NEGOTIATING FOUNDER VESTING CLAUSE IN EARLY STAGE TERMSHEETS
In Part 1(refer to https://www.novojuris.com/thought-leadership/term-sheets-negotiation-and-tips-part-1), we pointed out on negotiating a few ‘commercial’ aspects. In this post we detail Founder Vesting. Please note, that Founder Vesting is a clause one would see in early stage investments, since the bet is on the jockey (founders) more than the horse (startup).
In early stage, specially so in the technology space, where the founders would have spent time on building the POC or got early customer traction, the cash investment ‘may be’ very small. Also, the investment is based on the execution capabilities of the founders and the startup team. When an investor is taking the risk, he would like the founders to be tied in to the startup as well. If the founder has invested substantial money, then he/she should think through, if a vesting clause is required at all.
While ‘vesting’ typically is used to express ownership in shares over a period of time, you will note that founders are already ‘owners’ of the shares, when the investor takes a stake. So, this clause on vesting describes treatment of shares if a founder leaves the startup.
Some details of the clause before we delve into negotiation tips:
- Vesting period: The years that vesting would be spread over and points in time (monthly/ quarterly / annual)
- Percentage of shares vesting.
- An exiting founder: Treatment of shares on who would hold / transfer. Would the reason of leaving important in determining the pricing?
- Accelerated vesting events.
VESTING PERIOD: Here are some of our experiences:
Majority of the cases, the vesting is a 4 year period. A friendly investor typically does a three year vesting.
Tip: If the founder has been working on the startup for a while (more than 1-2 years), then it’s a good point to ask for an upfront vesting of about 25% to 50%. We have seen between 20% and 35%, being accepted by most early stage investors.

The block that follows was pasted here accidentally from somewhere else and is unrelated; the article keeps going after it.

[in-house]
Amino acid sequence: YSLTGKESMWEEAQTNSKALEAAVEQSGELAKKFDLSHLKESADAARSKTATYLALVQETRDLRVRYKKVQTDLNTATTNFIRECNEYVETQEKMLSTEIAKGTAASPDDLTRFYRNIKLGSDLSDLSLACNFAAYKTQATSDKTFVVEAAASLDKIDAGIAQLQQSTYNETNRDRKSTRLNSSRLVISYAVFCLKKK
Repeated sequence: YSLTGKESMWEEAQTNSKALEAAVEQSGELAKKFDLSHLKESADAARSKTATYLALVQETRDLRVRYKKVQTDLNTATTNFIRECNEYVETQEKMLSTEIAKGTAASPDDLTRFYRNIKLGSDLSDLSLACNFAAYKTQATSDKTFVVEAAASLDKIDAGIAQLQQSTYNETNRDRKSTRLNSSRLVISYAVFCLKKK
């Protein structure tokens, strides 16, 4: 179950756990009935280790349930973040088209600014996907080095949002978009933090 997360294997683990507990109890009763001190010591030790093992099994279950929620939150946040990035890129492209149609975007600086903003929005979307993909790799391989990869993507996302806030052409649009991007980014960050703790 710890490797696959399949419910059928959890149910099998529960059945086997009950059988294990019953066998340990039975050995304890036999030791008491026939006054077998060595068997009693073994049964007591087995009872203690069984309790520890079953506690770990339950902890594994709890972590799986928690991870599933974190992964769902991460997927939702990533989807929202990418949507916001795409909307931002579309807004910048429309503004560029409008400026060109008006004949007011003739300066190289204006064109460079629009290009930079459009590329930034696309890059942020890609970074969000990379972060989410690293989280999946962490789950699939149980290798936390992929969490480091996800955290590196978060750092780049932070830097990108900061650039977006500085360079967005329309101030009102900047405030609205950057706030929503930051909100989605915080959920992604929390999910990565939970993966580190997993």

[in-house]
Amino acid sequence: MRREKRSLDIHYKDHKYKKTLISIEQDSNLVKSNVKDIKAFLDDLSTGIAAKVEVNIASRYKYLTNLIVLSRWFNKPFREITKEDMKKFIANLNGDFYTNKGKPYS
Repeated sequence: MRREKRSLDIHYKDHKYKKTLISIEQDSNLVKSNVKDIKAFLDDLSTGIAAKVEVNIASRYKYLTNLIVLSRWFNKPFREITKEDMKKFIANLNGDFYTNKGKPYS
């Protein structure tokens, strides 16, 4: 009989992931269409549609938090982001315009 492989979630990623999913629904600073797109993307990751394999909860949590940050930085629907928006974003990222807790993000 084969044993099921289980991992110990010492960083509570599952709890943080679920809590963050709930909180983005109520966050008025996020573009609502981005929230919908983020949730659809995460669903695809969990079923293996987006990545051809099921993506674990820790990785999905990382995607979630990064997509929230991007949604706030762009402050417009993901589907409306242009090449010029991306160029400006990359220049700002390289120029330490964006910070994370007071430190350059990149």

Tip: Annual vesting is logistically easy to implement / understand. We believe that since the founder already owns the shares, the logistics of ‘vesting’ do not need any additional step other than the arithmetic calculation should an exit situation arise. A monthly vesting should be okay(i.e. an equal number of shares over the vesting period which might read as 1/36th or 1/48th number of X shares.)
Tip: While all the math and formula is in place, please try and get a table which describes the exact number of shares in the shareholders’ agreement. While you may think this is just a presentation, we have found that it provides complete clarity.
If the founders already have a founders’ agreement, most investors would like to honor it. Also, a founders’ agreement has really helped in sorting co-founder issues very amicably.
Now, for the tough one, TREATMENT OF SHARES:
A key component of the ‘vesting clause’ is determining the treatment of shares, should a founder leave during the vesting period.
Statistics as per our database (it may be skewed and may not be a good representation of the Indian scenario): Nearly 8-10% of the investments at some point face co-founder issues. The percentage is very low / negligible before investment. Most cases arise, when there is traction by investors and prior to investment. It raises its ugly head again, prior to Series B or when progress (scale) is not as expected.